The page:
But, having a broken grid does not imply having any structure at all. There are still no excuses for sloppy websites.
Cancer Research Foundation uses a broken grid design to seek the user’s attention.
Broken Grid Design. Source: Cancer Research Foundation
3. Saturated Gradients
Color Psychology. Source: PNGio
You may wonder what choosing the color for your next call-to-action button can do for your website?
Here is a real-life example that may even inspire your digital marketing efforts.
Moz, Inc is one of the leading affiliate sites in the online slots niche.
In a casino, colors play a bigger role. Gold, red, and orange are colors used by casinos to create a thrilling experience.
They had a green Sign up button on their website. The tests conducted had 3 different variations.
Variation #1: From green to yellow
Variation #2: From original to Shoemoney-style button
Variation #3: From ‘sign up’ to ‘play now’ CTA text
Conversion Rate Results. Source: Moz
Changing a button holding call-to-action (CTA) text from green to yellow resulted in a 187.4% increase in conversions on their website.
Conversion Rate Graph. Source: Moz
According to recent research, when it comes to attracting attention, saturated colors outmatch the rest.
Due to this, saturated gradients are making a comeback. Once considered dead (thank you, flat design!).
And gradients are not only used for website backgrounds, but also for text and icons.
The selling point of this fad is its versatility.
Duotone gradient maps, in particular, make this trend shine. Its latest iteration is the boldest yet, relying on futuristic, neon shades of color and stark color opposites to make truly vibrant visuals.
Axiom Retail Energy uses saturated green gradients to invoke the feelings of modernity, naturalness, spontaneity and purity.
Green Gradients. Source: Axiom Retail Energy
4. Illustration and Photography Blends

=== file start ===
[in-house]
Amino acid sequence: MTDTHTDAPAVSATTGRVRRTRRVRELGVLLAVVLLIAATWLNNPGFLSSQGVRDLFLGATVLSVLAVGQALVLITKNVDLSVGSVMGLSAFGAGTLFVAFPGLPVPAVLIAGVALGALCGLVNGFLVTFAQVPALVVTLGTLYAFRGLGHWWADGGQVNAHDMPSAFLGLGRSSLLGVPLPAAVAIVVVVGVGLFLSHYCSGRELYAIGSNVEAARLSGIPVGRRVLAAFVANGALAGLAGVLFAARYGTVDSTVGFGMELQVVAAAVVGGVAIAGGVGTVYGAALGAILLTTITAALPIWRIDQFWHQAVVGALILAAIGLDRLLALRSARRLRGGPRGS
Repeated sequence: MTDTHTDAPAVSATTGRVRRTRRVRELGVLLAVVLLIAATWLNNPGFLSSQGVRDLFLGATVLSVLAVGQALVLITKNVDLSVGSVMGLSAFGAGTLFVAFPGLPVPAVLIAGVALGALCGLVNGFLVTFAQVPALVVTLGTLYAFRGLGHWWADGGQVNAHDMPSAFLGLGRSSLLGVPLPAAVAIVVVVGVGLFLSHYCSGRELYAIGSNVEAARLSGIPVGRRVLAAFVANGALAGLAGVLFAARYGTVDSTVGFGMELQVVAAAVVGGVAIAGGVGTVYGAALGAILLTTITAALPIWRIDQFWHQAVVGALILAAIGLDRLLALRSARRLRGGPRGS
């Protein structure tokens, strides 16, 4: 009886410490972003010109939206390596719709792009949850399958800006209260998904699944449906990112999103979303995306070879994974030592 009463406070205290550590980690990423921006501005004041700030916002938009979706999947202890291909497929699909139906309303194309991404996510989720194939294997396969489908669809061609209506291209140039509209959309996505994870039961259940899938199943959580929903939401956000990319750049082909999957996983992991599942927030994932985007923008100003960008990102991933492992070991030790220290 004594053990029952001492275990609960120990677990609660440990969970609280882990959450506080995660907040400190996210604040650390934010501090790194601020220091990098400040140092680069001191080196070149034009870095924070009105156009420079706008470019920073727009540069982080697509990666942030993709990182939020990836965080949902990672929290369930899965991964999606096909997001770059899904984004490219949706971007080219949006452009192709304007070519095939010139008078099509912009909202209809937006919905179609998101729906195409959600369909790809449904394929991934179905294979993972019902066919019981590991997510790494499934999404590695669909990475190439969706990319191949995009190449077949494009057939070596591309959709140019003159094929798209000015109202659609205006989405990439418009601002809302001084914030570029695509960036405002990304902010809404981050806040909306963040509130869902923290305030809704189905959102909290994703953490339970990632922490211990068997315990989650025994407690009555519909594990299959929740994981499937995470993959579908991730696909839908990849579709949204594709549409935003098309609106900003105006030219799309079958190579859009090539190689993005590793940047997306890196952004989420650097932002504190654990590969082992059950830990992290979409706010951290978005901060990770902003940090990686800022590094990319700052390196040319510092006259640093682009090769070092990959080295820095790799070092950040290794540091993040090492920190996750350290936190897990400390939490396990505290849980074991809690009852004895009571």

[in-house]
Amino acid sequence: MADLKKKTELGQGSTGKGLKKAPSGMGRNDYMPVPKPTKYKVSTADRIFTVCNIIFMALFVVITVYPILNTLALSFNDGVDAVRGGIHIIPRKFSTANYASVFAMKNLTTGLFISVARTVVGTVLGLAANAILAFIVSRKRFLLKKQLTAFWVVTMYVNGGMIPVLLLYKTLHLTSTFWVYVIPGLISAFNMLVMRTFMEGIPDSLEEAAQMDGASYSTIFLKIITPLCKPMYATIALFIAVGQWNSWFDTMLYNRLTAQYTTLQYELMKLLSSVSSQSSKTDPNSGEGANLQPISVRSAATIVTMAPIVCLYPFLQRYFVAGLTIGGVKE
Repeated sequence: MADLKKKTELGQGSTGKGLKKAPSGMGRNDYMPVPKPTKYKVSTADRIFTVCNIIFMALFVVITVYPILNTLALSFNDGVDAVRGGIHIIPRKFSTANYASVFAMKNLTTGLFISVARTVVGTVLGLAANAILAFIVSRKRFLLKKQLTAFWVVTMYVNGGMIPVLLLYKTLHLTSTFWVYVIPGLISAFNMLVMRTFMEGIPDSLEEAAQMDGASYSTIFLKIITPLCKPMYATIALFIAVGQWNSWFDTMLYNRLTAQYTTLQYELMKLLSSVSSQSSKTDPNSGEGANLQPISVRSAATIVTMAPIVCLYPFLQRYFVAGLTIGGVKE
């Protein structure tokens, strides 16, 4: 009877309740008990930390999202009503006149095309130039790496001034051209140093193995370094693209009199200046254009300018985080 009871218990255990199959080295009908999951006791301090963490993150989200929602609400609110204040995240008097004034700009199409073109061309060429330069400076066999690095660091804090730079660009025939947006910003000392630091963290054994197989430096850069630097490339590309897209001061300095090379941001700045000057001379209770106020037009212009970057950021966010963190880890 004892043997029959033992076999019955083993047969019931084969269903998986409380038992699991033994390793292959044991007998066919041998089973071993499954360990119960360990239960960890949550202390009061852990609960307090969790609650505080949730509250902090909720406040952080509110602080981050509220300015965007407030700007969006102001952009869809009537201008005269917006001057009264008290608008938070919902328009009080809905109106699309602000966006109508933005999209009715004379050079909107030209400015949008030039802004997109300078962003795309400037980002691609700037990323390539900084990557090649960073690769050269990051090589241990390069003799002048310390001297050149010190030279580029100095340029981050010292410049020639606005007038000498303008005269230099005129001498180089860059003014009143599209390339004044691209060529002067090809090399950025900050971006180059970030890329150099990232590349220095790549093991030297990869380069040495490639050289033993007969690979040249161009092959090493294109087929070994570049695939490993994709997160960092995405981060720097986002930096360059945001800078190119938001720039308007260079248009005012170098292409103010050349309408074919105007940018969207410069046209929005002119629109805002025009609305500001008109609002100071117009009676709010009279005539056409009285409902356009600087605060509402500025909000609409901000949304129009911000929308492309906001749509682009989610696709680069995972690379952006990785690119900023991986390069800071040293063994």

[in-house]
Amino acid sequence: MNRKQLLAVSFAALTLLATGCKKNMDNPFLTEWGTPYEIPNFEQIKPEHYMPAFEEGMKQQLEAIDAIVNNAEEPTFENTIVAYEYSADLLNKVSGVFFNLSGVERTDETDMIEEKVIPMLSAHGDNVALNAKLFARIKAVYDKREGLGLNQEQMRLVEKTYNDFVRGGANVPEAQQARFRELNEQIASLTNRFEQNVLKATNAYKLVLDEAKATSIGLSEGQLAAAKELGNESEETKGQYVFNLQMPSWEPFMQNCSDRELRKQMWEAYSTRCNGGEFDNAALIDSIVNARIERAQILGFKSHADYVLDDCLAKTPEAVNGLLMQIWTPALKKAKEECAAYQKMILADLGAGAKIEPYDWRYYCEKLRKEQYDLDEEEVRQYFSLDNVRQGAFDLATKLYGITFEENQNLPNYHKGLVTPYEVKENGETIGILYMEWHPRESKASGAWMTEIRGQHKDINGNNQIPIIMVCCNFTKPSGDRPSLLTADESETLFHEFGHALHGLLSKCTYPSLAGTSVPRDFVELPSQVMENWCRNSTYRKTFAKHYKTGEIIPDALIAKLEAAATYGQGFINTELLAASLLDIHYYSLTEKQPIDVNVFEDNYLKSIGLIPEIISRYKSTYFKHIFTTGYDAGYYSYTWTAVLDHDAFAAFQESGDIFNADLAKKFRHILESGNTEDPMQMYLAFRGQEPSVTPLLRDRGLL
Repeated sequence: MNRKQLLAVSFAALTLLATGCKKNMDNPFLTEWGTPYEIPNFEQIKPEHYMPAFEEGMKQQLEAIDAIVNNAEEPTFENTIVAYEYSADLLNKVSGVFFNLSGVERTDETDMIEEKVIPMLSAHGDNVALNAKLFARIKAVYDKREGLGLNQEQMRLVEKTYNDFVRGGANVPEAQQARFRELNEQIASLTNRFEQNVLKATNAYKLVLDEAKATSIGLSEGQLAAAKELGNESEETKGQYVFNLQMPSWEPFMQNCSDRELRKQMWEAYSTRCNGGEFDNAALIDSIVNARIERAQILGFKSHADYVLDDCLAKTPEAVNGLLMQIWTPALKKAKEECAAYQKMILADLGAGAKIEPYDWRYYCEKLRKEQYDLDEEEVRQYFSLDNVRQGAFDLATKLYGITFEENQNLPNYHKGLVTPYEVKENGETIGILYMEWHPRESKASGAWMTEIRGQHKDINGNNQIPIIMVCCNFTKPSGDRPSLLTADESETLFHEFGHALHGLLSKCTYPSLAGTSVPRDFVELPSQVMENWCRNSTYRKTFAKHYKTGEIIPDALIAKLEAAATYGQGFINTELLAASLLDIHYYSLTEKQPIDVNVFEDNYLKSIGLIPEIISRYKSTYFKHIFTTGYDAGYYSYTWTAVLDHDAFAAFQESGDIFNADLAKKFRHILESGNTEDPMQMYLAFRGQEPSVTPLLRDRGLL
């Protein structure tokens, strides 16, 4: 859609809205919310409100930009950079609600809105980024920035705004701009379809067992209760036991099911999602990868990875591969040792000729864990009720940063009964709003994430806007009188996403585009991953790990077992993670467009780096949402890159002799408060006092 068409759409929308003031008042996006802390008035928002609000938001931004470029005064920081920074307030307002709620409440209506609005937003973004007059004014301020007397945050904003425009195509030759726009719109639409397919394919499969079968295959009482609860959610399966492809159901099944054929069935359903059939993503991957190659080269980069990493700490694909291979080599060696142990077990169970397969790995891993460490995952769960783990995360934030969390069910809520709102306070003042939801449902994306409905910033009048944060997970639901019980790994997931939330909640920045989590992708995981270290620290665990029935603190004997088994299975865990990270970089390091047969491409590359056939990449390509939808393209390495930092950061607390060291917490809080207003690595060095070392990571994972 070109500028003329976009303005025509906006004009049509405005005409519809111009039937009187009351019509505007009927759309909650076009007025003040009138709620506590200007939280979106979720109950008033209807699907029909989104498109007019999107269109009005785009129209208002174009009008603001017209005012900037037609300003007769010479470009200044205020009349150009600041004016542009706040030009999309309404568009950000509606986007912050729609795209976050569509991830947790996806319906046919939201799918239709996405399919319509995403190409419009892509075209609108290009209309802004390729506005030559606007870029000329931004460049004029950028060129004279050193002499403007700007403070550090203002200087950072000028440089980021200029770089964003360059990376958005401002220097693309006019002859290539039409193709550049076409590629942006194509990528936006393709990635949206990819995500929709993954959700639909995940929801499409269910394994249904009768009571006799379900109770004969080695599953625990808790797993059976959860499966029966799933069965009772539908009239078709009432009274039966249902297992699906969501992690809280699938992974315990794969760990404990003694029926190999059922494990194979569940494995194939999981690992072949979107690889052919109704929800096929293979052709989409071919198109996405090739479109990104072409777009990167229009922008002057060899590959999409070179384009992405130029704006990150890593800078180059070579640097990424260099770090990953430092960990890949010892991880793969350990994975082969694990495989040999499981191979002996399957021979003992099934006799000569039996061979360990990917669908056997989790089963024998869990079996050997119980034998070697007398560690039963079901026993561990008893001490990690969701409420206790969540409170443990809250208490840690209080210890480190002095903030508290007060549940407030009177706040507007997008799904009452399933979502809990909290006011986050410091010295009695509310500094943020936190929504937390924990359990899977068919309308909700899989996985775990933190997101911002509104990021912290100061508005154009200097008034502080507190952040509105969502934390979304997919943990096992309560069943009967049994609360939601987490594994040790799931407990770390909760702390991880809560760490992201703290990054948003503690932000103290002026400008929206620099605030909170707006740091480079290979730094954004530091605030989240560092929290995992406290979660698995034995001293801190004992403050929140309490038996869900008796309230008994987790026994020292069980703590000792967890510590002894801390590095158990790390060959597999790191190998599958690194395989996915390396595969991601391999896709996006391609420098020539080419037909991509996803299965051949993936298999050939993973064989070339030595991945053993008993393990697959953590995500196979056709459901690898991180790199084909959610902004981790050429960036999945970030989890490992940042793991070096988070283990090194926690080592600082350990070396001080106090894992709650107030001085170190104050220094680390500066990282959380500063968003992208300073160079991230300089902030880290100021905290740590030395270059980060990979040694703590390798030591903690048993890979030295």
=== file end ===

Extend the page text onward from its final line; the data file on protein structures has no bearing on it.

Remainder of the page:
Websites primarily used photographs as a means for visual appeal, communication and suggestion.
And why not?
Photographs give you something tangible and real that everyone can relate to.
Then came along illustrations.
They provided us a way to present abstract concepts and deliver fresh perspectives. No doubt they dominated the design market quickly.
But, why choose one when you can have the best of both worlds?
2020 features a quirky, distinctive, and exquisite blend of realism and illos that you can use to create a memorable viewing experience.
Well, it is a mashup of visible components that don’t appear to go collectively at first, however, when carried out effectively can create a surprising aesthetic that’s inviting and pleasant.
According to Hiroshy, a web designer and developer, “Using real photographs mixed with illustrations or graphics communicates a really customized message. Whether photos of products or people, these images can more fully support branding and help websites stand out from the crowd.“
Here’s another tip from us:
Use cartoon squiggles if you want to make something more playful.
Go with geometric and detailed illustrations to make something more sophisticated.
Constance Burke uses a mixture of illustration and photography to highlight its expertise in fashion designing.
Mixture of Illustration & Photography. Source: Constance Burke
5. User-Triggered Animations
Videos are great communication tools.
But, when it comes to website design, they are pretty much ineffective. They are slow to load and hog the user’s bandwidth.
That’s where animations come in.